I am especially pleased that the Government do not wish to resurrect sections 70 and 71 of the Terrorism Act 2000, which were repealed earlier this year. Those provisions allowed the Secretary of State to make directions for young persons charged with a scheduled offence to be held in adult prisons while on remand. The powers come from a time when young persons were held in remand homes. Those homes were insecure and serious problems were presented in the management of some of their remand population. Thankfully, there have been great advances in the youth justice system in Northern Ireland over recent years and Hydebank young offenders centre and the juvenile justice centre are now able to provide the security required. Those developments are welcome and the Government are right to ensure that those sections do not return to the statute book.

Lord Carlile raised worries about section 108 of the Terrorism Act 2000 in his 2004 report on the operation of part VII of the Act. That section makes provisions on evidence that may lead a court to conclude that a section 11 offence—membership of a proscribed organisation—has been committed. Subsections (2) and (3) of section 108 render admissible under a section 11 charge hearsay evidence that would not otherwise be admissible. The evidence must be given orally by a police officer of at least the rank of superintendent. If it is the opinion of that officer that the accused belongs to an organisation that is specified, the statement "shall be admissible" as evidence of the matter stated.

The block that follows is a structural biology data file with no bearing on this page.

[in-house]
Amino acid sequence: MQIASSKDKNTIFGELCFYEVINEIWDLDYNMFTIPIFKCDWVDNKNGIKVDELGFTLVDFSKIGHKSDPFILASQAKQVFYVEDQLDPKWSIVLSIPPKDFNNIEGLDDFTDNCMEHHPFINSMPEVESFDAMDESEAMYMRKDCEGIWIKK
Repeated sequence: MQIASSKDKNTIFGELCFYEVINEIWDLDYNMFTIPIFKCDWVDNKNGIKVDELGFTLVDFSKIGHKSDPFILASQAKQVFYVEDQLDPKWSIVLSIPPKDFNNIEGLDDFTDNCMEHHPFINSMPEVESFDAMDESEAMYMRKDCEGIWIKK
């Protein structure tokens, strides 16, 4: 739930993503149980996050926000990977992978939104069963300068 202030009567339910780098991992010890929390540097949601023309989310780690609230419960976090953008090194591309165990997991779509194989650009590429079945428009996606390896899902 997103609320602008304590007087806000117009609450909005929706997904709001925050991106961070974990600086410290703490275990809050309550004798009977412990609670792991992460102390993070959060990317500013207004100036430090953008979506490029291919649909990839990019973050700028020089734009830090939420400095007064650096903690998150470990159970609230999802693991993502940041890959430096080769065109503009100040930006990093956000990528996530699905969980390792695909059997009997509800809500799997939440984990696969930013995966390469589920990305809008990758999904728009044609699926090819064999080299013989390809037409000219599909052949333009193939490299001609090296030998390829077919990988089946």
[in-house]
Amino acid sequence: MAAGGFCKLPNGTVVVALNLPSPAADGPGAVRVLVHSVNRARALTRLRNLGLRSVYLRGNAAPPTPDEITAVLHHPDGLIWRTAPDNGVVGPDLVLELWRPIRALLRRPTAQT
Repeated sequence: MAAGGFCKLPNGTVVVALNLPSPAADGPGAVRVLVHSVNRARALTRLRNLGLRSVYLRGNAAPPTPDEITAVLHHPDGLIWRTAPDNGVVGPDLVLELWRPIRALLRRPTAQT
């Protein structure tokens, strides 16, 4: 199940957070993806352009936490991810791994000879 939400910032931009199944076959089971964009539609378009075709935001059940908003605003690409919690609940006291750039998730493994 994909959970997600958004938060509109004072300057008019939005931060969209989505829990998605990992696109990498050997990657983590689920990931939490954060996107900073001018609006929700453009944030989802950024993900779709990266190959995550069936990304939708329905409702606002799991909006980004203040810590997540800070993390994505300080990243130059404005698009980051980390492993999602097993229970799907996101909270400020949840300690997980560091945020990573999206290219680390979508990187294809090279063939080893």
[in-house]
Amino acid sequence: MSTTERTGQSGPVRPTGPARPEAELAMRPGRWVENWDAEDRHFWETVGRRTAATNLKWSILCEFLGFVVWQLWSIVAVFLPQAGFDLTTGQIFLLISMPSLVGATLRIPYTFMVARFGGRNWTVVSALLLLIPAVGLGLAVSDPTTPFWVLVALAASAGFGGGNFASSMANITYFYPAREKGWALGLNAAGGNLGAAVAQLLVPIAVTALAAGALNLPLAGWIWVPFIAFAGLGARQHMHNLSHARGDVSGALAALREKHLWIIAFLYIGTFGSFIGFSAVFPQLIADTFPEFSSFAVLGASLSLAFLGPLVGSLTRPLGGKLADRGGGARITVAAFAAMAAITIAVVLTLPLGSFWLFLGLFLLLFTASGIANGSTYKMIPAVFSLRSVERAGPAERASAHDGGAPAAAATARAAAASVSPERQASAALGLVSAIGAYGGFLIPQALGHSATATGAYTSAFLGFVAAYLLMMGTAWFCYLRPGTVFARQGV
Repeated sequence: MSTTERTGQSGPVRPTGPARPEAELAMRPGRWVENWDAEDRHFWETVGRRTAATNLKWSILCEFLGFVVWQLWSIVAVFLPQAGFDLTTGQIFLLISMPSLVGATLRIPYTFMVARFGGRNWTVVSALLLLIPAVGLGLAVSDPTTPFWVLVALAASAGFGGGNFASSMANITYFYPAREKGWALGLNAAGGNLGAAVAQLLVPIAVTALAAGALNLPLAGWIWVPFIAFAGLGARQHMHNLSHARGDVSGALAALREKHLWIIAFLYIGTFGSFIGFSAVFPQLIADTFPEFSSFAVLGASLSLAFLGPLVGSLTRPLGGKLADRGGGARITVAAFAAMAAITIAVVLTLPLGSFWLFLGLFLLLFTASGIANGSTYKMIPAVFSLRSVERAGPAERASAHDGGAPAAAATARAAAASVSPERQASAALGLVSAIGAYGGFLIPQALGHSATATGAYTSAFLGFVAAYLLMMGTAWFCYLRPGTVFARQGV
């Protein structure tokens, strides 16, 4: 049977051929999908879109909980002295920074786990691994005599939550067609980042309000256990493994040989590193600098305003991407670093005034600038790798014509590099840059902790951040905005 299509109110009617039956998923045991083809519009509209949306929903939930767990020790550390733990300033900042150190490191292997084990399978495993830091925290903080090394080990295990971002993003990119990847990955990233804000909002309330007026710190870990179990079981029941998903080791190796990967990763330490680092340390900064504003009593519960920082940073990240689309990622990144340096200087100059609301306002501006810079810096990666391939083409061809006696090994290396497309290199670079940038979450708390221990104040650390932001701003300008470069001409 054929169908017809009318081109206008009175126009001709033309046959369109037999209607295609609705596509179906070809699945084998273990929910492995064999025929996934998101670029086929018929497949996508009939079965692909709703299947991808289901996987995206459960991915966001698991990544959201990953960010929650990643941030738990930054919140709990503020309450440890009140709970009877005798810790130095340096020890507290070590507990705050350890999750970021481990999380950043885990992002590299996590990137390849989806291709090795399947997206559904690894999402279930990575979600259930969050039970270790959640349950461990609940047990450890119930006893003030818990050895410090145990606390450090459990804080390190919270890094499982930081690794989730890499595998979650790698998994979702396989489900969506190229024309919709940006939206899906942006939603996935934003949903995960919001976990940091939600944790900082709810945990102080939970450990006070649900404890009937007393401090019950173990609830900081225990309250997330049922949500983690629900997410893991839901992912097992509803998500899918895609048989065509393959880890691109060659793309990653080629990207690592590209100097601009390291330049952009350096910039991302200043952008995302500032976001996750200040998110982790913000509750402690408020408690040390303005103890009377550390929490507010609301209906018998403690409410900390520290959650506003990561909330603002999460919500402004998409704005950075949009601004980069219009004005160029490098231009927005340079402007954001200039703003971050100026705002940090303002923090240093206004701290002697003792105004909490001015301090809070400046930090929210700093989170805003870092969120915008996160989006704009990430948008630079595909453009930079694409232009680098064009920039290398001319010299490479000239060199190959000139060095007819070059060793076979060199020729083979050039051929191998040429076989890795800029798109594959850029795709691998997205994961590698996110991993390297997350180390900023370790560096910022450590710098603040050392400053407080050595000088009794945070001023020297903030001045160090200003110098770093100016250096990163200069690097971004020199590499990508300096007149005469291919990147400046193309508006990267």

Lord Carlile found in 2004 that section 108 had not been used. Paragraph 19.7 of his report states:

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However, section 108 will continue to remain in force under the Bill.

Rev. Ian Paisley: Would it not be right to underline the fact that the provision was copied from the law in the south of Ireland, where it still exists and a police officer can give such evidence in court?